“Toronto City Council has some policies in place and some rules in the city books that are not conducive to people wanting to do outdoor summer events in downtown Toronto,” Cohen says he told Nikki Rowling, the author of the report, in 2012. “They have allowed the residents’ associations to rule the roost, and it’s time for politicians to rethink this and start having the business associations get in there with the residents’ associations and explain to the residents that one of the wonderful things about living in downtown Toronto is summer events.”

“Toronto is the third-largest music market in North America, yet it has very few outdoor concerts, and it does not have a multi-day festival. There’s something wrong there,” Cohen said. Before TURF, he saw a need for someone to step up and create a business environment that would allow private enterprise entrepreneurs to feel that they could back festivals without the anxiety that they would be entering money pits and logistical nightmares. TURF is his way of putting money where his mouth is.

But even with someone to act as harbinger for the festival scene in downtown Toronto, what if the residents’ associations still oppose the prospect of having more live music?

“Why don’t they move to Barrie or Dundas?” Cohen said over the phone on July 2, just as setup for festivities were getting underway to set up two stages at Fort York, the centre of TURF’s action. It’s tough love, but Cohen insists the tax base generated from the newly created jobs and ticket sales revenues, as well as the more simple appeal of easy access to live entertainment, are benefits reciprocated to area residents that outweigh things like noise complaints and other negative concert fallout.

In the same spirit, Cohen said that after some initial hesitation, Fort York saw hosting concerts as an opportunity to improve their revenues otherwise left dependent on the City of Toronto, as well as a promotional strategy that would bring approximately 15,000 people on site that had potentially never visited before, encouraging new repeat visitors in between concert dates. It also hosted Field Trip – the celebration of Toronto label Arts & Crafts’ 10-year anniversary – in June this year, and in August it will open its gates to a two-day presentation of touring punk festival Riot Fest.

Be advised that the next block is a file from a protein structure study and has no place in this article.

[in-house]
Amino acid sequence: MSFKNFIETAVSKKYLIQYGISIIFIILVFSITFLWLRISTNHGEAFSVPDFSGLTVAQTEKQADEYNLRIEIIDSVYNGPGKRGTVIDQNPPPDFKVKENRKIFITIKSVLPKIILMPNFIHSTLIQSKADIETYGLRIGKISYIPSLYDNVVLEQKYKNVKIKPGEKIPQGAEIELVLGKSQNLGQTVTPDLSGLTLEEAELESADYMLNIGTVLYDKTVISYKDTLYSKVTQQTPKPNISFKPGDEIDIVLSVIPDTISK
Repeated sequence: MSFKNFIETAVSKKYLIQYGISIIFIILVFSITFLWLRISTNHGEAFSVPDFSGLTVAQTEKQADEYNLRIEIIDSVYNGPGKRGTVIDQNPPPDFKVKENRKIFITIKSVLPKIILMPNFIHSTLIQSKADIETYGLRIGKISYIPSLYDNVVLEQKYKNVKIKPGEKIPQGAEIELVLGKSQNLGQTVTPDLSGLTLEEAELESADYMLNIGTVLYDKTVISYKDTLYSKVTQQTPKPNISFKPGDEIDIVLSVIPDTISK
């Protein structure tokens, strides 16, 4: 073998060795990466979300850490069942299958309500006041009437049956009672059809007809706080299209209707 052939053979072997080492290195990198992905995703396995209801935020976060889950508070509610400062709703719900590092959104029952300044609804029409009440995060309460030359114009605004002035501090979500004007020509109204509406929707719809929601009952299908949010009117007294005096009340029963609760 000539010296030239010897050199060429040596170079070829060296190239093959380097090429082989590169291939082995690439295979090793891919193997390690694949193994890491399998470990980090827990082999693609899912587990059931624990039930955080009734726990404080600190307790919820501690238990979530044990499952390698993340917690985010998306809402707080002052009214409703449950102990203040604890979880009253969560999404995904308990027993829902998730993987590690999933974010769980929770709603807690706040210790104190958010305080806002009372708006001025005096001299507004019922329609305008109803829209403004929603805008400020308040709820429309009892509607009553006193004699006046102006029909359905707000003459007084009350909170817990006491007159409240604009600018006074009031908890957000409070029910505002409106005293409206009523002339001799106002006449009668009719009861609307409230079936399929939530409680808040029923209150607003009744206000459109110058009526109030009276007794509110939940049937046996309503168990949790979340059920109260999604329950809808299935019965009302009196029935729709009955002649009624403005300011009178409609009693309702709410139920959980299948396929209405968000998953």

The two stages at Fort York will allow for staggered performances and a seamless concert experience. Also on site will be local independent food vendors and a children’s area (access to the festival is free for children 10 and under).

After things wrap up at the fort, other TURF events will take place at Cohen’s bars, popular Toronto concert venues The Legendary Horseshoe Tavern and Lee’s Palace.

As TURF approaches and more outdoor venues and music events are finding their place in the city (Cohen is quick to namedrop Live Nation’s new Echo Beach venue and festivals such as Field Trip), Cohen’s attitude – although already passionate – is markedly more electrified speaking on the present state of music in the city, saying that the atmosphere of communication between the music industry and City Council has undergone “a total change,” something he credits to new councillors Gary Crawford, Josh Colle, who – informed by the report Cohen was involved with – travelled to Austin during South by Southwest this past March to propose a musical alliance with Austin Mayor Lee Leffingwell, as well as Mike Layton.

“Instead of finding reasons not to have outdoor shows at Fort York, they’re finding reasons financially and spiritually and emotionally why we need those shows.”

Meanwhile, Austin evinced its support of Toronto on June 27 when its city council passed a resolution to begin a “Music City Alliance” to encourage tourism and general, cross-cultural exchange between itself and the City of Toronto once the latter passes similar legislation.

Originally published by The Ontarion on July 4, 2013.